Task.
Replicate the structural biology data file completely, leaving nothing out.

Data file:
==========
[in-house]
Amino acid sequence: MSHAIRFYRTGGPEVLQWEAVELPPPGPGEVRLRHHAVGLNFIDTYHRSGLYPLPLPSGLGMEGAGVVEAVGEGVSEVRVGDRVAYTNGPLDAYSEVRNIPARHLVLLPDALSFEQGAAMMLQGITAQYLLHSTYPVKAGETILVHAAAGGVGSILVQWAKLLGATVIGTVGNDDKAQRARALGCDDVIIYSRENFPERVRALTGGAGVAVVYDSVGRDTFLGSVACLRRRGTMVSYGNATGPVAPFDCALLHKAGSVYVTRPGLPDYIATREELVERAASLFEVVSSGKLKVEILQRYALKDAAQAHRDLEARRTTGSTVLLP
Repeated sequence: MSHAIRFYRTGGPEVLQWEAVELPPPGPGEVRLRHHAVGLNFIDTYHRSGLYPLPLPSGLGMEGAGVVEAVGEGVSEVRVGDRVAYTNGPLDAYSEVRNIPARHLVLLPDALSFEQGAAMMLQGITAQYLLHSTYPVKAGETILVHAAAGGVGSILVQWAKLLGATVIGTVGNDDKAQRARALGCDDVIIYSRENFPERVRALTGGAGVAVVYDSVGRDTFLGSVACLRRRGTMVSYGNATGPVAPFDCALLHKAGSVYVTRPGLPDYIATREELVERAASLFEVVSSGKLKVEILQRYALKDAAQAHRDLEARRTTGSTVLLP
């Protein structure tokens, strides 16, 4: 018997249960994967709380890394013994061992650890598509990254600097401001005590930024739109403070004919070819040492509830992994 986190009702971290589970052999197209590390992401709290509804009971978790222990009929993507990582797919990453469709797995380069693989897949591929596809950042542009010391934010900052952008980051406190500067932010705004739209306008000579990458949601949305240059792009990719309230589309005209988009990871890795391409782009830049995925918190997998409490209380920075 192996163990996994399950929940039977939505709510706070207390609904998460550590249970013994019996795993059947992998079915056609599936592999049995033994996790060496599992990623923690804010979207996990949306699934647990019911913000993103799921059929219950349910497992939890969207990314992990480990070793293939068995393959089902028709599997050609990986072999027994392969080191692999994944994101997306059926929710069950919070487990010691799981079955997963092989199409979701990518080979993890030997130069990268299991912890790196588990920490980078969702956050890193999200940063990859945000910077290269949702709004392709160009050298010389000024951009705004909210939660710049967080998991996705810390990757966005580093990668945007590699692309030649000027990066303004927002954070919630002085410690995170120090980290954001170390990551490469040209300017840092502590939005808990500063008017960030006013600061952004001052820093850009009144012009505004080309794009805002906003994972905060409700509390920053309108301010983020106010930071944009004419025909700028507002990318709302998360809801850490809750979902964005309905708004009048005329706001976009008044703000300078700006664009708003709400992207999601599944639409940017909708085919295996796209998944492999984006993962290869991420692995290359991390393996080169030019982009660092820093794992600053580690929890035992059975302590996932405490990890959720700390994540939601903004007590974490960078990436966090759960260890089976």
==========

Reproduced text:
[in-house]
Amino acid sequence: MSHAIRFYRTGGPEVLQWEAVELPPPGPGEVRLRHHAVGLNFIDTYHRSGLYPLPLPSGLGMEGAGVVEAVGEGVSEVRVGDRVAYTNGPLDAYSEVRNIPARHLVLLPDALSFEQGAAMMLQGITAQYLLHSTYPVKAGETILVHAAAGGVGSILVQWAKLLGATVIGTVGNDDKAQRARALGCDDVIIYSRENFPERVRALTGGAGVAVVYDSVGRDTFLGSVACLRRRGTMVSYGNATGPVAPFDCALLHKAGSVYVTRPGLPDYIATREELVERAASLFEVVSSGKLKVEILQRYALKDAAQAHRDLEARRTTGSTVLLP
Repeated sequence: MSHAIRFYRTGGPEVLQWEAVELPPPGPGEVRLRHHAVGLNFIDTYHRSGLYPLPLPSGLGMEGAGVVEAVGEGVSEVRVGDRVAYTNGPLDAYSEVRNIPARHLVLLPDALSFEQGAAMMLQGITAQYLLHSTYPVKAGETILVHAAAGGVGSILVQWAKLLGATVIGTVGNDDKAQRARALGCDDVIIYSRENFPERVRALTGGAGVAVVYDSVGRDTFLGSVACLRRRGTMVSYGNATGPVAPFDCALLHKAGSVYVTRPGLPDYIATREELVERAASLFEVVSSGKLKVEILQRYALKDAAQAHRDLEARRTTGSTVLLP
């Protein structure tokens, strides 16, 4: 018997249960994967709380890394013994061992650890598509990254600097401001005590930024739109403070004919070819040492509830992994 986190009702971290589970052999197209590390992401709290509804009971978790222990009929993507990582797919990453469709797995380069693989897949591929596809950042542009010391934010900052952008980051406190500067932010705004739209306008000579990458949601949305240059792009990719309230589309005209988009990871890795391409782009830049995925918190997998409490209380920075 192996163990996994399950929940039977939505709510706070207390609904998460550590249970013994019996795993059947992998079915056609599936592999049995033994996790060496599992990623923690804010979207996990949306699934647990019911913000993103799921059929219950349910497992939890969207990314992990480990070793293939068995393959089902028709599997050609990986072999027994392969080191692999994944994101997306059926929710069950919070487990010691799981079955997963092989199409979701990518080979993890030997130069990268299991912890790196588990920490980078969702956050890193999200940063990859945000910077290269949702709004392709160009050298010389000024951009705004909210939660710049967080998991996705810390990757966005580093990668945007590699692309030649000027990066303004927002954070919630002085410690995170120090980290954001170390990551490469040209300017840092502590939005808990500063008017960030006013600061952004001052820093850009009144012009505004080309794009805002906003994972905060409700509390920053309108301010983020106010930071944009004419025909700028507002990318709302998360809801850490809750979902964005309905708004009048005329706001976009008044703000300078700006664009708003709400992207999601599944639409940017909708085919295996796209998944492999984006993962290869991420692995290359991390393996080169030019982009660092820093794992600053580690929890035992059975302590996932405490990890959720700390994540939601903004007590974490960078990436966090759960260890089976």